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The Glass is Half Empty

Restaurants cannot survive on 50% of previous revenues for long. Demand for food delivery and the challenges of rehiring add insult to injury

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One of five stories that are part of this week's cover feature, "Counting Change: Winners and losers in the rocky restart to the economy."

Restaurants have faced some of the most devastating challenges since the coronavirus hit: Gov. Kate Brown closed down table service altogether, and now that it's back and in Phase One, restaurants have to adhere to strict regulations. On top of that, they must now try to lure their employees back—many of whom have grown content on the livable wage provided by unemployment insurance.

Café Yumm in the Old Mill District has closed down all indoor table service, but customers are welcome to sit outside on the patio. Owner Karli Foster has spaced the tables 10 feet apart for social distancing. - DARRIS HURST
  • Darris Hurst
  • Café Yumm in the Old Mill District has closed down all indoor table service, but customers are welcome to sit outside on the patio. Owner Karli Foster has spaced the tables 10 feet apart for social distancing.

Karli Foster opened Café Yumm in the Old Mill District 14 years ago and survived through the Great Recession, eventually expanding operations to a new restaurant near St. Charles Bend off NE Cushing Drive.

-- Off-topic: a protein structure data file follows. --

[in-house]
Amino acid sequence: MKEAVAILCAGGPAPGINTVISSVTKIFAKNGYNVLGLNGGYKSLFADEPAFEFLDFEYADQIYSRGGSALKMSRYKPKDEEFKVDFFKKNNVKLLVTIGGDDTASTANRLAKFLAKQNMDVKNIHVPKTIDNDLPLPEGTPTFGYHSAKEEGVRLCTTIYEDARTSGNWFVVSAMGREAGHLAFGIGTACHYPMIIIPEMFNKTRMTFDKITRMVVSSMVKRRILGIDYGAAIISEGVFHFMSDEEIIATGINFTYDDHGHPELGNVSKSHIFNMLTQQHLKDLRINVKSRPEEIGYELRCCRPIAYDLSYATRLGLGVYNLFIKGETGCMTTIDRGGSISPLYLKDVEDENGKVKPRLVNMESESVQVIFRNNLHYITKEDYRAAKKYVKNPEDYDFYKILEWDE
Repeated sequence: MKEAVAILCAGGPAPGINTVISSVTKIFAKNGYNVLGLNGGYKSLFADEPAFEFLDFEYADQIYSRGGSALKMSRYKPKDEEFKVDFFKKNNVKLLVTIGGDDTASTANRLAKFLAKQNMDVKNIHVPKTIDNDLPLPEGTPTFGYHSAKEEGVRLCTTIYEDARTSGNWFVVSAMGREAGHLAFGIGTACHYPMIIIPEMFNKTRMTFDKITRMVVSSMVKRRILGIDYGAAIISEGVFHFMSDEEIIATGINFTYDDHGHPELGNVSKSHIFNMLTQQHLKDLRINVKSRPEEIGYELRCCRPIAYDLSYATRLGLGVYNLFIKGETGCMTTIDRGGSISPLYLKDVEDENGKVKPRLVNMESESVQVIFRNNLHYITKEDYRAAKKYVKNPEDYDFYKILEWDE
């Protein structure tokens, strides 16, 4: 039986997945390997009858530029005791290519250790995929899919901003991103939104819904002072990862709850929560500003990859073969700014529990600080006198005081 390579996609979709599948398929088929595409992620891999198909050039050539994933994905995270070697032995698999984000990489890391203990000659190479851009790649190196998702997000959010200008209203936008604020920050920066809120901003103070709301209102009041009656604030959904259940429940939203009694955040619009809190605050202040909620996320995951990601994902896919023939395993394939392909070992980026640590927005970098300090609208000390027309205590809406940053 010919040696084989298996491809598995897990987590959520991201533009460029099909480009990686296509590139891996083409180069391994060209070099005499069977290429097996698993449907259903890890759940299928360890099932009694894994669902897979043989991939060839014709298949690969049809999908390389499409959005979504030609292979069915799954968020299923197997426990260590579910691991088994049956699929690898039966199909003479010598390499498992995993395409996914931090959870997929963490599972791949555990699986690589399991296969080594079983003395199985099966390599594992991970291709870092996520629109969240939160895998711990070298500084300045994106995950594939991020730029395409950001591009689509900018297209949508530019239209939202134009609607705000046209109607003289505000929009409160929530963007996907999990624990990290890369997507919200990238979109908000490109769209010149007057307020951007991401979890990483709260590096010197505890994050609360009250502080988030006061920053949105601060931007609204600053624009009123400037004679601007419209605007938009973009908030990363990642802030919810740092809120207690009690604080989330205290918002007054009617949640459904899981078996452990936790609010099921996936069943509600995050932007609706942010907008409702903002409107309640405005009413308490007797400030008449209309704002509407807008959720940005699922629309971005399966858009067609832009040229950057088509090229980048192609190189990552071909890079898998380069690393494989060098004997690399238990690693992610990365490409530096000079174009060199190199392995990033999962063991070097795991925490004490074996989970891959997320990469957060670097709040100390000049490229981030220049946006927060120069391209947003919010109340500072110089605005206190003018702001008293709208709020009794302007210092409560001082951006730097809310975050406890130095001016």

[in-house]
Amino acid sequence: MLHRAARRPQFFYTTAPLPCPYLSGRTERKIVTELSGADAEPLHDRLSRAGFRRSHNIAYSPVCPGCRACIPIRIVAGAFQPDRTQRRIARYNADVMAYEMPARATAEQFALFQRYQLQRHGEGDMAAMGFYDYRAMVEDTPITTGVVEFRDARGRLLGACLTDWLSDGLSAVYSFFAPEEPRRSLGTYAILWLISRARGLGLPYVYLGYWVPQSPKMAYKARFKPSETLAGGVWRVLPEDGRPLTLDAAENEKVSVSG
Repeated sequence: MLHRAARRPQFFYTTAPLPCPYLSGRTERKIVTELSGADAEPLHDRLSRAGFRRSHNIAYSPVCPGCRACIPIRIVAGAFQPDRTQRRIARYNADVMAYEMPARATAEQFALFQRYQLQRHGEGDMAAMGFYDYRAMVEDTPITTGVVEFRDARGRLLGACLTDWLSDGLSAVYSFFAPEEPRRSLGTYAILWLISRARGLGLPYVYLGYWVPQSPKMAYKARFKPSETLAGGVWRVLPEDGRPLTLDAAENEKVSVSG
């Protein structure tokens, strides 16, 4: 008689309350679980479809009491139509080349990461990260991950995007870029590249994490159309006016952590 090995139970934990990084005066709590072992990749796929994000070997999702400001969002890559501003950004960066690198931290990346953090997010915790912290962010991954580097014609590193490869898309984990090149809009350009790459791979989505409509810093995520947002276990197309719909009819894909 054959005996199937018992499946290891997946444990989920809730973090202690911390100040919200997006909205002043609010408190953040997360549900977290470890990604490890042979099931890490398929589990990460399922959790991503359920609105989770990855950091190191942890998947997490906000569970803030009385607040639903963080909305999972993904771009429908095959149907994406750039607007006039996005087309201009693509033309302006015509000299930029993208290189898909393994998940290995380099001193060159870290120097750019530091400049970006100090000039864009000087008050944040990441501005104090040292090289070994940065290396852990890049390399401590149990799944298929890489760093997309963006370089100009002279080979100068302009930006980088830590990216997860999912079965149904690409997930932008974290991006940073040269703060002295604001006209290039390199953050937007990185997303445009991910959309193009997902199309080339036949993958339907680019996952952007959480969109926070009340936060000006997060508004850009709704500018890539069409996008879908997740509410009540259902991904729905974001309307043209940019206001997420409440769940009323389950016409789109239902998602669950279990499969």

"I love serving customers," she said. "To walk into empty restaurants for the last five weeks was depressing, a very different energy; it's been very challenging."

She closed down both stores completely on March 29, but kept in close touch with her employees. About two weeks before her reopen date, she invited her staff back to work. Only 11 out of 30 employees wanted to return, even though they were given the choice of schedule and hours.

The problem? Over half of employees in the U.S. are making more on unemployment insurance right now than they made at their job. Due to a provision in the federal government's CARES Act, they receive an additional $600 a week on top of their UI benefit.

Coincidentally, Foster set up an in-house online ordering system and signed a contract with the third-party delivery service, Grubhub, right before the coronavirus hit. Grubhub charges both customers and the restaurant itself for each item ordered.

"People were asking for [a delivery option], especially during coronavirus when people don't want to leave their houses," she said. "We do contactless service with our own curbside delivery, so I hope people will take advantage of that if they don't want to pay the higher prices."

About The Author

Laurel Brauns

Laurel has toured the national coffeehouse circuit as a singer-songwriter and spent years buried in psychology books to earn her (in-progress) PhD. She was rescued from both artistic and academic obscurity by The Source Weekly where she loves telling stories about the people who make this community a better place...

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